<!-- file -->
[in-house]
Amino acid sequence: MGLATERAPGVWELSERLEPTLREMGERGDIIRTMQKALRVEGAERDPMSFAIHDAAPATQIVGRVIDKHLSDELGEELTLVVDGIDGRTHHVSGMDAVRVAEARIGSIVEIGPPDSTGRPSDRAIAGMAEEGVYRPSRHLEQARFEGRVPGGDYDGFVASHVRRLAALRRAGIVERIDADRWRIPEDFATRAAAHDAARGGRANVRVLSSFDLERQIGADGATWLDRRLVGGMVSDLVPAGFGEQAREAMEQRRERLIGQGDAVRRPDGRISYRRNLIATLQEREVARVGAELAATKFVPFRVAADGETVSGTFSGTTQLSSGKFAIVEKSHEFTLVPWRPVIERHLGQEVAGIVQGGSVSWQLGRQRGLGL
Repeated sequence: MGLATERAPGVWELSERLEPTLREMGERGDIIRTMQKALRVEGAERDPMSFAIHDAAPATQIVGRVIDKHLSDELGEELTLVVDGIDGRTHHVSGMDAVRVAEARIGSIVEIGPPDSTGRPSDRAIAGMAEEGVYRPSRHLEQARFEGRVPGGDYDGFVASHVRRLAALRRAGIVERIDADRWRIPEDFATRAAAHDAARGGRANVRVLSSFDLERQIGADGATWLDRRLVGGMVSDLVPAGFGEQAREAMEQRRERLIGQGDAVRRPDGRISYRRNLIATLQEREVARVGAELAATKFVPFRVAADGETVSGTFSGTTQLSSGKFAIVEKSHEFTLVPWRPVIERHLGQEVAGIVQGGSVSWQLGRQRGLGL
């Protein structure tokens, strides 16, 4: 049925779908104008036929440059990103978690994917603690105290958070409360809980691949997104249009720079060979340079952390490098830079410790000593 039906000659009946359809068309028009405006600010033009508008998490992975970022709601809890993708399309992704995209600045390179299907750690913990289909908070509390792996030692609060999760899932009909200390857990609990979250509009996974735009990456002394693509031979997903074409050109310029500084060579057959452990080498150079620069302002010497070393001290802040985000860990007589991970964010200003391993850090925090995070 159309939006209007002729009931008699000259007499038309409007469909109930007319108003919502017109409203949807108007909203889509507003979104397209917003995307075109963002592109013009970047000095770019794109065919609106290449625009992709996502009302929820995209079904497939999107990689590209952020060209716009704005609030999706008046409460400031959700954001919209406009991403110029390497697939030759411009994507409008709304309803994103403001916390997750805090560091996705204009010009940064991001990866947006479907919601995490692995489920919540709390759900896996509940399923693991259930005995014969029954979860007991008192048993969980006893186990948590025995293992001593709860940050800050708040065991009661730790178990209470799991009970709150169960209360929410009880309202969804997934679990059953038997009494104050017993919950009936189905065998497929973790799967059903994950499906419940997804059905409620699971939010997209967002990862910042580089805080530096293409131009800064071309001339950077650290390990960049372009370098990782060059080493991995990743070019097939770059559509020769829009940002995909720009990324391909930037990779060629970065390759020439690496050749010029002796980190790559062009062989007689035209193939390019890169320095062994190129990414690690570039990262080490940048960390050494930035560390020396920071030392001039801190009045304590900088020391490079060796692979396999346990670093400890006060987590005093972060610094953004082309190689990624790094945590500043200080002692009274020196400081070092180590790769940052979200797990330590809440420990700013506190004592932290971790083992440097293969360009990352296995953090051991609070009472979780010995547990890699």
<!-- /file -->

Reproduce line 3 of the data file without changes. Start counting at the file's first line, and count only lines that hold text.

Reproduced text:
Repeated sequence: MGLATERAPGVWELSERLEPTLREMGERGDIIRTMQKALRVEGAERDPMSFAIHDAAPATQIVGRVIDKHLSDELGEELTLVVDGIDGRTHHVSGMDAVRVAEARIGSIVEIGPPDSTGRPSDRAIAGMAEEGVYRPSRHLEQARFEGRVPGGDYDGFVASHVRRLAALRRAGIVERIDADRWRIPEDFATRAAAHDAARGGRANVRVLSSFDLERQIGADGATWLDRRLVGGMVSDLVPAGFGEQAREAMEQRRERLIGQGDAVRRPDGRISYRRNLIATLQEREVARVGAELAATKFVPFRVAADGETVSGTFSGTTQLSSGKFAIVEKSHEFTLVPWRPVIERHLGQEVAGIVQGGSVSWQLGRQRGLGL